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NEW YORK – The voice on the telephone had done his share of honest appraisal on Michael Beasley for Chicago, Miami and a list of curious NBA lottery teams, an earnest and independent basketball mind free of entanglements and agendas with the perplexing prospect out of Kansas State.
This man wishes it weren’t so, but he isn’t a believer that Beasley has it within him to push past his clown act and embrace the burden of professionalism.
“He’ll never grow up,” he said. “I doubt Michael is ever going to get it.”
Never mind Chicago and Miami, every team that’s done the most modest of gumshoe detective work on Beasley fears this is the case, too. Only, his talent and production was so prodigious at Kansas State, these teams wish it wasn’t true. Chicago and Miami have done the deepest of inspections, and they’ve come away fearing that Beasley is resigned to living life as the clown, the wise guy, an immature kid who’s never had boundaries in his life.
“He’s almost always talking, and almost never on time,” the respected basketball official said. “If he’s on time, he’ll be the last one to show up. And he’s always got a question. He’ll ask a lot of questions because he wants people to think he’s paying attention – because he’s not paying attention.
“He’s not a bad kid, but I do think he makes similar decisions as bad ones do. He isn’t malicious, or even disrespectful, but he makes the dumb decisions that bad people make.”
Beasley is the best talent in the draft. There isn’t a close second. Whatever people want to say about Memphis point guard Derrick Rose, he won’t win the honor of the No. 1 pick in Thursday night’s draft as much as Beasley will blow it. Beasley is a long, 6-foot-8½ , responsible for a surreal 26.2 points and 12.4 rebounds as a Kansas State freshman, and he still hasn’t made a convincing case to Chicago and Miami.
Rose is a Chicago kid, polite, determined and a leader that’ll take over this floundering franchise. For now, this is the safe pick for Bulls GM John Paxson. For now.
Beasley has done little to change minds in his meetings with the two teams. For everything his AAU coach and agent did to carefully control his college environment, his path to the pros, they’ve struggled to polish Beasley’s image. There were six high schools and relentlessly foolish stunts and an attitude of indifference and clownery everywhere but the basketball court. After months of probing him, Beasley was strangely amused by what the Bulls and Heat officials were most interested in discovering about him.
“They wanted to know if I’m crazy,” he said Wednesday at a mid-town hotel.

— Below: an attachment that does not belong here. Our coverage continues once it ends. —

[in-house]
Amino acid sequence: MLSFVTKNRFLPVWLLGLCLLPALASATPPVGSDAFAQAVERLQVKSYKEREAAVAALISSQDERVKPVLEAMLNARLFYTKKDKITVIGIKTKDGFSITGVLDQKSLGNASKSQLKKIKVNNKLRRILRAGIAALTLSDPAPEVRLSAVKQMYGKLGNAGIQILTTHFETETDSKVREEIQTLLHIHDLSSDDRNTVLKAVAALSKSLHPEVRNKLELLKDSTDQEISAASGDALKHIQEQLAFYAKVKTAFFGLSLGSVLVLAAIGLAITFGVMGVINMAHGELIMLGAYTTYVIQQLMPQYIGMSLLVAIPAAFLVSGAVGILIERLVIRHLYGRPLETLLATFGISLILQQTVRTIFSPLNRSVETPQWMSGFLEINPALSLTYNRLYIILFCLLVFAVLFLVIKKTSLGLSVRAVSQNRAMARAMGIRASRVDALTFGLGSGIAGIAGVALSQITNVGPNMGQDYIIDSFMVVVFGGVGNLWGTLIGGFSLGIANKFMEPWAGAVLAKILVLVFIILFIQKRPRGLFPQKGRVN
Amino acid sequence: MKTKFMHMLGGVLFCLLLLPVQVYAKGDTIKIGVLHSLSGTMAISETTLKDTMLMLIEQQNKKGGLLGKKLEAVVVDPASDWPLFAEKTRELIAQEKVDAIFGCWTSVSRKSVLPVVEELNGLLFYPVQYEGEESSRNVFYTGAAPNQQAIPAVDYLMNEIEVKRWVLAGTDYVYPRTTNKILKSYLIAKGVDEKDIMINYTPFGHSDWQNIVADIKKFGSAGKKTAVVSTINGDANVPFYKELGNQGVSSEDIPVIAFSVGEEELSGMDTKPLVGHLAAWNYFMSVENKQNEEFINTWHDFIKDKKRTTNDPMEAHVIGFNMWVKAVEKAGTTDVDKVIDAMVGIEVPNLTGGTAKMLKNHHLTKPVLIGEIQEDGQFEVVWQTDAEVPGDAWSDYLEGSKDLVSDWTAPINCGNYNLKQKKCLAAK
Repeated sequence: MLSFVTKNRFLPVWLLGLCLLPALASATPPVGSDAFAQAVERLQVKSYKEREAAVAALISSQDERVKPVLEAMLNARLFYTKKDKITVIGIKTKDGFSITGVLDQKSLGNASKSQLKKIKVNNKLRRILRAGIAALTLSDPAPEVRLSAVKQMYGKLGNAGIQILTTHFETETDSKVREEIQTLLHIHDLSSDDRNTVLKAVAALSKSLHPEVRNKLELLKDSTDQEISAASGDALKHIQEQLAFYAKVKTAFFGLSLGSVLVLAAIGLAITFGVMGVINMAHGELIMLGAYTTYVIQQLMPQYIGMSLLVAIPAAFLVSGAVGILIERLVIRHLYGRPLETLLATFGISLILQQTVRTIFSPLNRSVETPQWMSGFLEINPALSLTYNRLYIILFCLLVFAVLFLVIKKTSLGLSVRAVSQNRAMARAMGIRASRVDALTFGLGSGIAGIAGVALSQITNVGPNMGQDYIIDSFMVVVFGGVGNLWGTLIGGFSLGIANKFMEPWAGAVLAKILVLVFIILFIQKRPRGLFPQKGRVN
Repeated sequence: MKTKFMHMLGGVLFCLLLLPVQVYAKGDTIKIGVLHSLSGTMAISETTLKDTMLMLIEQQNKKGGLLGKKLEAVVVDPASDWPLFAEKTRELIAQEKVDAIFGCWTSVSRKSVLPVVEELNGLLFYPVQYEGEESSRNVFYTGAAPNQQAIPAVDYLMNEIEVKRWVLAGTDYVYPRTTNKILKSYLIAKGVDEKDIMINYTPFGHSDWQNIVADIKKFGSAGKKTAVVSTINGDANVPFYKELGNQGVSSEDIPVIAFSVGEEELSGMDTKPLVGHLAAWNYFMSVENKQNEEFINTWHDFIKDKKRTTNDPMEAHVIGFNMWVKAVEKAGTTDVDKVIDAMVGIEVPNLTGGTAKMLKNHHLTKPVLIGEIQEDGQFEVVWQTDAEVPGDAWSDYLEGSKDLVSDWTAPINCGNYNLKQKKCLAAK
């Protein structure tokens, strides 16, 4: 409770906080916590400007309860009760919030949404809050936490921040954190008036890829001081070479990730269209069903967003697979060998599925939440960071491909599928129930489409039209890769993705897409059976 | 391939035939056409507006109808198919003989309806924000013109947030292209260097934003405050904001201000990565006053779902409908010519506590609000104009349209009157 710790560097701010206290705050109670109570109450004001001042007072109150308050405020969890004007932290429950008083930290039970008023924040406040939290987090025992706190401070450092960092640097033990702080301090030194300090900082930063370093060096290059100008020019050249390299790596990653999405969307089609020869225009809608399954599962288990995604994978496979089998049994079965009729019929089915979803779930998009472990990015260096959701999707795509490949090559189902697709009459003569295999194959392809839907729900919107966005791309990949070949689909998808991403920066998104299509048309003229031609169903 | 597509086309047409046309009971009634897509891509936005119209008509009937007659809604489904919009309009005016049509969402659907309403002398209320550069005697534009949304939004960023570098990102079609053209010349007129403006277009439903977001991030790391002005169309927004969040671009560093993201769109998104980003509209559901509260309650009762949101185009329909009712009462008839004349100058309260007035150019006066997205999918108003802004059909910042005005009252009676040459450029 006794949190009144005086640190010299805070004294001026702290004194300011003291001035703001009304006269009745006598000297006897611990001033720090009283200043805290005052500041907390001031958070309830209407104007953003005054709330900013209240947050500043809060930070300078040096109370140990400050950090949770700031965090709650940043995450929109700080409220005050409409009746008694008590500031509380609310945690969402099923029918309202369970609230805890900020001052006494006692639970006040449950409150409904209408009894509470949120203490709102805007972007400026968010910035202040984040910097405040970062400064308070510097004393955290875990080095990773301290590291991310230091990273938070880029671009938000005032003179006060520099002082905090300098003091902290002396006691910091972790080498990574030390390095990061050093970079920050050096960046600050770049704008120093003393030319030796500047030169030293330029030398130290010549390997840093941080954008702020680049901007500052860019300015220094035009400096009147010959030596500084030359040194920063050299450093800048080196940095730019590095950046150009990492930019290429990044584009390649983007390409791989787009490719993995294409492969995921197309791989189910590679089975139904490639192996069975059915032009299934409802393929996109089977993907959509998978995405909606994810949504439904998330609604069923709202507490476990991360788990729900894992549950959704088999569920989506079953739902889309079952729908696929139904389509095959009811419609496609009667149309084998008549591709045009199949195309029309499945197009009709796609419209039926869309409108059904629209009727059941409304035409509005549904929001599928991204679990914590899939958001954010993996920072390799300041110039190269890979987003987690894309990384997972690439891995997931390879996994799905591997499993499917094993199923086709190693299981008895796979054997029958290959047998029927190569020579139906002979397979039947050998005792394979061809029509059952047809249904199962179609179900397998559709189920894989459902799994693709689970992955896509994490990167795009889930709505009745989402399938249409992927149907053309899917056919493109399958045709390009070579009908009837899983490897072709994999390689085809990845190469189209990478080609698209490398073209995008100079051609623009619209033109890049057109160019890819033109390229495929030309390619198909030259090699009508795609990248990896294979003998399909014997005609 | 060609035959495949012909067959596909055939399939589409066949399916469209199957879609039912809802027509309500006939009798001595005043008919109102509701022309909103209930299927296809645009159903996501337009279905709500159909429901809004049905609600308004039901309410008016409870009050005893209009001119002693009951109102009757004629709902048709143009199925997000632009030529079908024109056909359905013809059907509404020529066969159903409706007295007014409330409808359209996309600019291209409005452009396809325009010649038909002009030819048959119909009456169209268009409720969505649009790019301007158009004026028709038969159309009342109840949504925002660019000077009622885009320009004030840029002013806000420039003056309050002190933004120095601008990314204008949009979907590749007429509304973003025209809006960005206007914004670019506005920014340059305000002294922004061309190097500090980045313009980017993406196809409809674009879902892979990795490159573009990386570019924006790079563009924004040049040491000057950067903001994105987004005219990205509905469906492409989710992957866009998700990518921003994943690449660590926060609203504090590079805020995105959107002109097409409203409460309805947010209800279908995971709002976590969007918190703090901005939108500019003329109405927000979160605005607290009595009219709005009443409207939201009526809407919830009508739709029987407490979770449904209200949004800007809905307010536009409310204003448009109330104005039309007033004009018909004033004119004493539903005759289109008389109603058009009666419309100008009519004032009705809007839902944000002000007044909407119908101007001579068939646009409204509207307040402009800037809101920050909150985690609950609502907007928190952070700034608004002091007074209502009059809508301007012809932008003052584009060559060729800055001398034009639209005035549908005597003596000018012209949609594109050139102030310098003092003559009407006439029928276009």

Beasley was laughing, but he wasn’t kidding. Heat president Pat Riley has gone to great lengths to create the impression that he’s resoundingly unimpressed with Beasley while manipulating a bidding war over him and the No. 2 pick. His smart rivals are getting a good laugh over Riles’ machinations on South Beach, concocting “secret” workouts with O.J. Mayo and Jerryd Bayless on Monday to create the impression that there’s a choice with the second pick.
“Those weren’t secret workouts,” one NBA executive with a team in the lottery said. “Those were plants.”
Once Miami made sure that people heard that Bayless had been beyond brilliant in those clandestine workouts, this rouse lost a little credibility. For people to suggest that Riley could draft Bayless over Beasley was shameful. Mayo? Maybe. Bayless? Never. “But you have to give him this: This whole thing is a way to smoke out everybody’s best offer for Beasley,” a Western Conference GM said.
Here’s something else to remember, too: Riley isn’t the Heat’s coach anymore. He’s the president. He wouldn’t be drafting Beasley for a Hall-of-Fame coach with four championship rings. Riley would be drafting him for Eric Spoelstra, a thirtysomething kid coach getting the break of a lifetime. For himself, Riley has always erred on the side of talent. For his hand-picked successor, perhaps Riley is uneasy about thrusting upon him a class clown shooting spitballs at the chalkboard.
It would be easier to dismiss Beasley had his performance as a college freshman been as spotty as his behavior, but that wasn’t the case. As one GM said, “He gave you 33 games of great consistency. I mean, he gave you 33 games of kick-ass numbers. It’s not like they all came at the end of the year. These were Kevin Durant numbers out of him.
“How does Miami pass on him? Well, I want to know how does Chicago pass on him?”
Whatever Chicago and Miami wanted to hear out of Beasley, he didn’t give it to them. He still shrugged his shoulders on Wednesday, and claimed confusion over the fuss made about his character. The NBA is desperate to make him a multi-millionaire, a franchise star, and Beasley doesn’t seem so interested with sticking to the smart script.
“I’m a kid,” he said. “I don’t want to grow up too fast. I want to live my life. People that think I’m immature…I’m not 25. I don’t know why people want me to act like I’m 30. I want to have fun. I just want to be a kid sometimes.”
Wrong answer, Michael.